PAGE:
“Resilience is not about giving up striving for success or lowering the bar to mediocrity. It’s about learning how to risk mistakes, adapt to change and bounce back from disappointment and failure as we work toward meaningful goals.”
I love this excerpt from one of Margie Warrell’s columns in Forbes.
If the word ‘failure’ leaves you with a feeling of uneasiness, you’re not alone. It’s scary to fail, just like it is to take risks, to disrupt your business, to try new things.
The piece about working toward “meaningful goals” resonates with me most. If your day-to-day habits and business strategies aren’t getting you closer to what you want most – to book and help more patients, to build a more profitable practice, to expand to a new area – you’re going to need to try some new strategies.
That may seem daunting, but like Margie argues in her article, if you remove the pressure of “perfection” and allow yourself and your staff the time and space to identify, test and try some new ideas, trying something new becomes a significantly easier undertaking.
I like to tell the optometrists I work with that meaningful changes can be small ones. It could be scheduling dedicated time for recalling, updating your website, a fresh coat of paint, or a new social media channel. Whatever the ideas, big or small, here are a few things to keep in mind:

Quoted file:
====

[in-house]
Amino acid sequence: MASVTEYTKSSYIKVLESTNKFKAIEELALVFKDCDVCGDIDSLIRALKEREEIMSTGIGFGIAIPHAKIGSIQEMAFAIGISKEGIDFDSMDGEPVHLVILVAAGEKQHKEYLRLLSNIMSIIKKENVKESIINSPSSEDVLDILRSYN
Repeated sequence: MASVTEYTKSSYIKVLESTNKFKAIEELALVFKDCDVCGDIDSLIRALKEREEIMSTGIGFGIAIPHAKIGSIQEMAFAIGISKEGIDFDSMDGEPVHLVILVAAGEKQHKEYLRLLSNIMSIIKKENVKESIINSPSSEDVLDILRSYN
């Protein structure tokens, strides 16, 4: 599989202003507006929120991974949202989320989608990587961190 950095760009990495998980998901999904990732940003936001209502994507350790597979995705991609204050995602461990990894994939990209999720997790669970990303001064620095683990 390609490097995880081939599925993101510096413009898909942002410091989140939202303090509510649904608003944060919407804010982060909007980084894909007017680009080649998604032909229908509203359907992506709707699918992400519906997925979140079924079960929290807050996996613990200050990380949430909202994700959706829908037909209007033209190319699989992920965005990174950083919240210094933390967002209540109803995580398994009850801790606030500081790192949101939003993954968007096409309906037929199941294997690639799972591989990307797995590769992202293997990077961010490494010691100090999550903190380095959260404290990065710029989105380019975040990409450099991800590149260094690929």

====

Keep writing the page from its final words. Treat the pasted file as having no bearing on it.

- Even though some ideas may not be the best fit for your practice, no idea should be a bad one when it comes to idea generation. If you want to elicit ideas from your staff and tap into their unique insights, it is important to cultivate a culture where input is welcomed, not rejected.
- Learning and growth come from experience, and taking a chance on some low-risk ideas is a good place to start. For example, if you have a staff member who has a digital skill set, allowing them to spend a few hours a week updating your website or social media channels is an experiment that at worst, empowers your employee and leads to some lessons learned about how your practice should approach its online promotion. At best, it could open up a whole new avenue for bringing in new patients and connecting with existing ones.
- When you test new strategies out, it is crucial to give them time, to keep an open mind, and to understand that there may be some bumps along the way. It will be difficult to rally employees around new ideas and initiatives if they feel their new tasks will be subject to immediate scrutiny, or that they have to prove a strategy’s effectiveness by a strict deadline. Monitor new ideas and be sure to collect feedback, but do so in an inclusive way where hiccups and pivots are celebrated. After all, they lead to learning. With that mindset, failures equal growth.
Check out ‘Have You Learnt How To Fail Forward? The Lesson We Can’t Learn Soon Enough‘, by Margie Warrell, a best-selling author and a global speaker and leadership coach.
In it, you’ll learn how a fear of failure can stifle growth, and how to have conversations with your team about failure. And while the initial example relates to failure in the classroom, it’s just as applicable in the boardroom, or in the optometry practice.